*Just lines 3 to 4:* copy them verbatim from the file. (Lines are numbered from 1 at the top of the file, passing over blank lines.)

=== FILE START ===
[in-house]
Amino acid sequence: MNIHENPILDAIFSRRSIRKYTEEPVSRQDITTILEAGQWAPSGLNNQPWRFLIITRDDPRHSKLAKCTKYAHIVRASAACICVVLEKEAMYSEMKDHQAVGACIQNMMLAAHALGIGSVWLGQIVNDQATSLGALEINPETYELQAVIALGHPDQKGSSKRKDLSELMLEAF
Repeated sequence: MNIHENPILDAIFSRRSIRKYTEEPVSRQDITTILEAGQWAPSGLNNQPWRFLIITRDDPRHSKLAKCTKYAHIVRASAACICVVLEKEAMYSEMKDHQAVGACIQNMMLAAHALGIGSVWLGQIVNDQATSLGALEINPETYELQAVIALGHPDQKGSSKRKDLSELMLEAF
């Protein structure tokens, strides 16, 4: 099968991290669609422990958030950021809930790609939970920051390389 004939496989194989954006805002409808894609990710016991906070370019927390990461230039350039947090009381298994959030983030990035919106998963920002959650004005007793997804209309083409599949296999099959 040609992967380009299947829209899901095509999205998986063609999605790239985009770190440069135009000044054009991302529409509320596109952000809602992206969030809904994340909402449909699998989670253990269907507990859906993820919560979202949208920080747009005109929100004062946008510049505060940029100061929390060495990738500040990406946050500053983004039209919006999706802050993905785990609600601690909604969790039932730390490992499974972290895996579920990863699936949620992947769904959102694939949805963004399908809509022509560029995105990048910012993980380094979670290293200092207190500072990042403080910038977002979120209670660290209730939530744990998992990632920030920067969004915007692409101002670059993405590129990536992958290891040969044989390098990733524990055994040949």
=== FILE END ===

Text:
Repeated sequence: MNIHENPILDAIFSRRSIRKYTEEPVSRQDITTILEAGQWAPSGLNNQPWRFLIITRDDPRHSKLAKCTKYAHIVRASAACICVVLEKEAMYSEMKDHQAVGACIQNMMLAAHALGIGSVWLGQIVNDQATSLGALEINPETYELQAVIALGHPDQKGSSKRKDLSELMLEAF
């Protein structure tokens, strides 16, 4: 099968991290669609422990958030950021809930790609939970920051390389 004939496989194989954006805002409808894609990710016991906070370019927390990461230039350039947090009381298994959030983030990035919106998963920002959650004005007793997804209309083409599949296999099959 040609992967380009299947829209899901095509999205998986063609999605790239985009770190440069135009000044054009991302529409509320596109952000809602992206969030809904994340909402449909699998989670253990269907507990859906993820919560979202949208920080747009005109929100004062946008510049505060940029100061929390060495990738500040990406946050500053983004039209919006999706802050993905785990609600601690909604969790039932730390490992499974972290895996579920990863699936949620992947769904959102694939949805963004399908809509022509560029995105990048910012993980380094979670290293200092207190500072990042403080910038977002979120209670660290209730939530744990998992990632920030920067969004915007692409101002670059993405590129990536992958290891040969044989390098990733524990055994040949």